What If Your Product Doesn't Sell?
Entrepreneur|December 2019
Jesse Wolfe created a delicious hummus that people loved, but he struggled to make big sales. Then he discovered that to succeed, you have to spot the opportunity in failure.
Jason Feifer

Jesse Wolfe had a crazy idea: He wanted to build the Ben & Jerry’s of hummus. He created a brand called O’Dang Hummus in 2014, whipped up some wacky flavors, and started selling at farmers’ markets. Customers loved it. New employees eagerly joined to help O’Dang grow. Friends and family invested, sharing Wolfe’s vision.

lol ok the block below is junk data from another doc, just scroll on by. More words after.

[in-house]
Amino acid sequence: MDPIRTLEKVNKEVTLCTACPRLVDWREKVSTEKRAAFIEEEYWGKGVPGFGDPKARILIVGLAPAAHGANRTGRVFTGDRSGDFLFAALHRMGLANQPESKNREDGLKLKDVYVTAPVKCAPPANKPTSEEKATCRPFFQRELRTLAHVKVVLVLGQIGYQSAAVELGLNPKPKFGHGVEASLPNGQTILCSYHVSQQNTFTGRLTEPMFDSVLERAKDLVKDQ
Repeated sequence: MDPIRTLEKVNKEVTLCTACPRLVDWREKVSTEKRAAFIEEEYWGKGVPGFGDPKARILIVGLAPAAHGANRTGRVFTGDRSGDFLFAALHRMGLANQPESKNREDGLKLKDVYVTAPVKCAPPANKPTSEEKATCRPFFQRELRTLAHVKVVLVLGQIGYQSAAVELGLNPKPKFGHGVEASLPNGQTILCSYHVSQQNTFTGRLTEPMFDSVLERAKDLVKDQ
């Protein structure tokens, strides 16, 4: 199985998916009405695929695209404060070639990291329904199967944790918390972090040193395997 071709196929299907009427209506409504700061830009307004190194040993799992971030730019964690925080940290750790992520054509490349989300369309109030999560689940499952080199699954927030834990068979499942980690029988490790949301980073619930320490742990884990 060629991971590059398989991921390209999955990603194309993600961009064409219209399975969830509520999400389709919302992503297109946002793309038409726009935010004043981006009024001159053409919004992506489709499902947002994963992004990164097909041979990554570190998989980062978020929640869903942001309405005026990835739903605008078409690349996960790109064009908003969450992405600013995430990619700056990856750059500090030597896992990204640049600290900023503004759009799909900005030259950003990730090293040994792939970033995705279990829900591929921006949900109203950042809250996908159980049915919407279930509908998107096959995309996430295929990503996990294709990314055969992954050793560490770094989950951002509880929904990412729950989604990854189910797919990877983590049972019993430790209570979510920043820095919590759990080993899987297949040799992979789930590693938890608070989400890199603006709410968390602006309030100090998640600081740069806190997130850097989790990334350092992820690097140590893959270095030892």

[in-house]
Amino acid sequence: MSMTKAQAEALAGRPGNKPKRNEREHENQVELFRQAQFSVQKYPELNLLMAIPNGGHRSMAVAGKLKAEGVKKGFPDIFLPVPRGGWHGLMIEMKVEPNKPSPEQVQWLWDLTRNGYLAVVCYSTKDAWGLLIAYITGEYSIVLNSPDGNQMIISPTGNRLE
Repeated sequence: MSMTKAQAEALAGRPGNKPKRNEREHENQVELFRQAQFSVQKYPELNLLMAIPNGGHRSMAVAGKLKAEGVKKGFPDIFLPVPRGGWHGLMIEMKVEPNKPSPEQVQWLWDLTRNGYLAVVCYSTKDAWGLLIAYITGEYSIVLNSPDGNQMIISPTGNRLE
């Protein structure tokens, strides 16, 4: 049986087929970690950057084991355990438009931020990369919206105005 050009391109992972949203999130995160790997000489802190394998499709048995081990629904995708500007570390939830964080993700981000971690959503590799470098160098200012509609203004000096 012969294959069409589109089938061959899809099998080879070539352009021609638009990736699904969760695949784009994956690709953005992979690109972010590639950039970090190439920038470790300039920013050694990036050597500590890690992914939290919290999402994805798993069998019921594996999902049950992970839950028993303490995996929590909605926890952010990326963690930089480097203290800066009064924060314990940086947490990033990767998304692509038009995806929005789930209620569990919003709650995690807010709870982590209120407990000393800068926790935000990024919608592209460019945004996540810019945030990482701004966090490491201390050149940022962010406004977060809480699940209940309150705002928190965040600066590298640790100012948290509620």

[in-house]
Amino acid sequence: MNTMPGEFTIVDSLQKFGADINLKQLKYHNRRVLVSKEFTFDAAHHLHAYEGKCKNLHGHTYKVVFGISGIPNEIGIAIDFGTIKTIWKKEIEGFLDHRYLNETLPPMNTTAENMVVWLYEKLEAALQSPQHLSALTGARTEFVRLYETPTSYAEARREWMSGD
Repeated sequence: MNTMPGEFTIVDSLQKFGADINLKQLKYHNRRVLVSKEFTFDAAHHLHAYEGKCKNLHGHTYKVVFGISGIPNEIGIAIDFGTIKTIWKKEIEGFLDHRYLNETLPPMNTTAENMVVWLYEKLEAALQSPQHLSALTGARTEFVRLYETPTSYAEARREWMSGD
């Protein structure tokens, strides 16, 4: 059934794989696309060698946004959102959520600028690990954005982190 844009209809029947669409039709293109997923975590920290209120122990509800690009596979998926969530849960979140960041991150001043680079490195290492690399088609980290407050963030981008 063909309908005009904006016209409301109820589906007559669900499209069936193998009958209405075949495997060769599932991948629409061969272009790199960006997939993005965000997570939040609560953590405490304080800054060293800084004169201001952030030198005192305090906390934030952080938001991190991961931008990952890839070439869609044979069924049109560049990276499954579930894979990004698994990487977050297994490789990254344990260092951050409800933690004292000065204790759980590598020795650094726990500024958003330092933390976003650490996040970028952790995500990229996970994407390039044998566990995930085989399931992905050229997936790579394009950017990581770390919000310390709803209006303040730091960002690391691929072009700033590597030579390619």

Then, three years later, he gathered all his employees and partners to make an announcement: They were no longer selling hummus. “We had the whole room up in arms, especially investors,” Wolfe says. “They were like, ‘We invested in a hummus company! We bought the hummus dream! I don’t understand!"

He had a good reason. He’d just gone through one of the hardest transitions an entrepreneur can make—when you test the market, discover flaws in your original plan, and realize that survival will require radical change. But as Wolfe learned, there’s also a bright side to this process. Oftentimes, while the first plan is failing, an entrepreneur can spot a far better opportunity along the way.

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